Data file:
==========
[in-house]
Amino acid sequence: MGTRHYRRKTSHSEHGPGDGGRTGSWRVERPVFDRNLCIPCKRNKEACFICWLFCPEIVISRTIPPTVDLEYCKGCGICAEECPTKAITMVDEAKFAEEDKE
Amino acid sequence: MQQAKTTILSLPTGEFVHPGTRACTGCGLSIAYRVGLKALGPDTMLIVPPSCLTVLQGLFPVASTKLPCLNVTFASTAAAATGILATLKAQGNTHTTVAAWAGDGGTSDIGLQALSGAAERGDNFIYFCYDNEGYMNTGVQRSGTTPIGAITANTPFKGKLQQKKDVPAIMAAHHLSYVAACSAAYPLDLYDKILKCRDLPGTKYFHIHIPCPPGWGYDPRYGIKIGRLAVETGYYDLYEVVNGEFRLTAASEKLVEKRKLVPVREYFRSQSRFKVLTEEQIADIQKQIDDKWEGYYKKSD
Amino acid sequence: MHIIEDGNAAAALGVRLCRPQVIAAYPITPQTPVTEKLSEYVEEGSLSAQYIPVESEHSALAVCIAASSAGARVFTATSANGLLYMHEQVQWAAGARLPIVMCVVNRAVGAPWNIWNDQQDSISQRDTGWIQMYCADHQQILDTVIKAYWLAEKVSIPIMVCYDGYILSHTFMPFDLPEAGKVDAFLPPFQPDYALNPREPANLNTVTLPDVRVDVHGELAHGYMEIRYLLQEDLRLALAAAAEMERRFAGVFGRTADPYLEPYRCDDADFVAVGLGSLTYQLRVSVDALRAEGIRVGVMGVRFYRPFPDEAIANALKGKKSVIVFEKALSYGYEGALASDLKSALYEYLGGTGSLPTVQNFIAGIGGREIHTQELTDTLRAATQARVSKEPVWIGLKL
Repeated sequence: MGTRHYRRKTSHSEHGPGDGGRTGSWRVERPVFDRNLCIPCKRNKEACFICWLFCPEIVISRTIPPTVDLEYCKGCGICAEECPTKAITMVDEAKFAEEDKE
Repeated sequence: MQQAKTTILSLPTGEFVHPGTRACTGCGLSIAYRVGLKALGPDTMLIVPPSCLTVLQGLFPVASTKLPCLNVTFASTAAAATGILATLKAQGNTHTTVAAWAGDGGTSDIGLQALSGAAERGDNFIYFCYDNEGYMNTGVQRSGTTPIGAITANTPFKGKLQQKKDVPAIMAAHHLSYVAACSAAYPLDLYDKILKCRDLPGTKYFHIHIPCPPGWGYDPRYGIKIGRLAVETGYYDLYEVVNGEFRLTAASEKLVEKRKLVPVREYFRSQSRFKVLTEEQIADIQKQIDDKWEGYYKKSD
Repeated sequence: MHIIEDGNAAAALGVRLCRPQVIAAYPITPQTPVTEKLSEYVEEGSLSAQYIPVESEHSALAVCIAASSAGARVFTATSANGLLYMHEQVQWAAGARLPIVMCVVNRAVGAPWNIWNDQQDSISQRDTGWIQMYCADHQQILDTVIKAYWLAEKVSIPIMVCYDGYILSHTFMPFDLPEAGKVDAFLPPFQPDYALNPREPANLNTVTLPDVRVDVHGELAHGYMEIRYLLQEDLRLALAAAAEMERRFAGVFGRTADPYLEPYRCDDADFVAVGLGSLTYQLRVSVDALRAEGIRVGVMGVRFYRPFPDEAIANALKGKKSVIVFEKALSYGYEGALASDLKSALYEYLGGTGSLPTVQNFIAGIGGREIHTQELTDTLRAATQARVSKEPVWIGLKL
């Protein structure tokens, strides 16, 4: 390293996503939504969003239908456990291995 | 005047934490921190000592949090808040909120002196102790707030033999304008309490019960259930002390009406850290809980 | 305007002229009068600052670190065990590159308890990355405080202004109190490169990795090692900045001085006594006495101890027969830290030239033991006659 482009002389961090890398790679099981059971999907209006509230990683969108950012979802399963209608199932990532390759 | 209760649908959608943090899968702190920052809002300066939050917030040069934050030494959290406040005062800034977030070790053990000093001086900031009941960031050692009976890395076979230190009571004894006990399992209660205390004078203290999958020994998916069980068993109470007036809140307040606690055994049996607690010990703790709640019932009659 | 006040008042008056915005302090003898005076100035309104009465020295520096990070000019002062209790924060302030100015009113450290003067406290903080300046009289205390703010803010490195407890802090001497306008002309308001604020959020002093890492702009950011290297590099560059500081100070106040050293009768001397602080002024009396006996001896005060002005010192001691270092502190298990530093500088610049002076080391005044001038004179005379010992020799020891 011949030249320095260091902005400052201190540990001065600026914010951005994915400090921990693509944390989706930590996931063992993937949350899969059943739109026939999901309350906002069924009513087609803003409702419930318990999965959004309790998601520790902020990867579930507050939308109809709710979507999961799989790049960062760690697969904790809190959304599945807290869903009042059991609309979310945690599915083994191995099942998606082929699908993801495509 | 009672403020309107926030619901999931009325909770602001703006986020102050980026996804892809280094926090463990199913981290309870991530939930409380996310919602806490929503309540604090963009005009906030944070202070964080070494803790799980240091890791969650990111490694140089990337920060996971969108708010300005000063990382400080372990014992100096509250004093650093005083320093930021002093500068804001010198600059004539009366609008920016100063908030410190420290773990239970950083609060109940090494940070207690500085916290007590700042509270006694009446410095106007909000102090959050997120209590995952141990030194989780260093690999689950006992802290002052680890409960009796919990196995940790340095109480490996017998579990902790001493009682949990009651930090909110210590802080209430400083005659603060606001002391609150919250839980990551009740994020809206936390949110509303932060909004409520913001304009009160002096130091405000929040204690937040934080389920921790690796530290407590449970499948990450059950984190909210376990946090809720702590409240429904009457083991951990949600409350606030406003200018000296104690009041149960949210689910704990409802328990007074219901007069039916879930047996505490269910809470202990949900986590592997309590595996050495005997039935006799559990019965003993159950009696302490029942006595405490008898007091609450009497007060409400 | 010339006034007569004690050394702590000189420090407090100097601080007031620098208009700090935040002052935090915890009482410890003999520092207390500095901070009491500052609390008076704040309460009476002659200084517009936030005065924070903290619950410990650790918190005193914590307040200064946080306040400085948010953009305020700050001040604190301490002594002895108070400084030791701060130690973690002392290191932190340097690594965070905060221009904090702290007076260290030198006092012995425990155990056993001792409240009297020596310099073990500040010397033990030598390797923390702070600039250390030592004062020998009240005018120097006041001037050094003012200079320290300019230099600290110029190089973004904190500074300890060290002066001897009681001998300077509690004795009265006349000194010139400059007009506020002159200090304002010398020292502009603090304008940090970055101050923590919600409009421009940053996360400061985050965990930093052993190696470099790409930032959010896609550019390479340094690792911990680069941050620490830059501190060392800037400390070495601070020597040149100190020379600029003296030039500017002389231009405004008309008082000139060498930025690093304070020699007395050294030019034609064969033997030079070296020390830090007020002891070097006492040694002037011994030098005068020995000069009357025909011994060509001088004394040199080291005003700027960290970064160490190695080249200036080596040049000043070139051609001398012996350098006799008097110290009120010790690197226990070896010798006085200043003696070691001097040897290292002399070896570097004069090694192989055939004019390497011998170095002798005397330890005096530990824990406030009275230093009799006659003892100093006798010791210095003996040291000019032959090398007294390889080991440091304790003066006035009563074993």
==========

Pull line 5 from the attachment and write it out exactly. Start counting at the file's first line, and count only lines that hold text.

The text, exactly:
Repeated sequence: MGTRHYRRKTSHSEHGPGDGGRTGSWRVERPVFDRNLCIPCKRNKEACFICWLFCPEIVISRTIPPTVDLEYCKGCGICAEECPTKAITMVDEAKFAEEDKE